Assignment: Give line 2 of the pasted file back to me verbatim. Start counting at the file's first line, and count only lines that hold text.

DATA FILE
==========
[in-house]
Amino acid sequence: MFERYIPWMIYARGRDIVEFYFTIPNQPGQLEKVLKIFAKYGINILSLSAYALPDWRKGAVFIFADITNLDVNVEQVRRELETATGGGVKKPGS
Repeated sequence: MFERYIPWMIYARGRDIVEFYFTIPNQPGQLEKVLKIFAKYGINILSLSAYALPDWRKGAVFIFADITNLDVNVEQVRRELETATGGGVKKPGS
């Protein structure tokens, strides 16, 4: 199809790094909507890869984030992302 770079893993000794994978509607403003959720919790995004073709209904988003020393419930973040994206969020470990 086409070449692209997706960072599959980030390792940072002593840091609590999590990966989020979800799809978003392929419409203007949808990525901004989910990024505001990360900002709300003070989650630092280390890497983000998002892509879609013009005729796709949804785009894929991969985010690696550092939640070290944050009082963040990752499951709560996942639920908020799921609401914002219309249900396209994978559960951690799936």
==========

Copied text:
Amino acid sequence: MFERYIPWMIYARGRDIVEFYFTIPNQPGQLEKVLKIFAKYGINILSLSAYALPDWRKGAVFIFADITNLDVNVEQVRRELETATGGGVKKPGS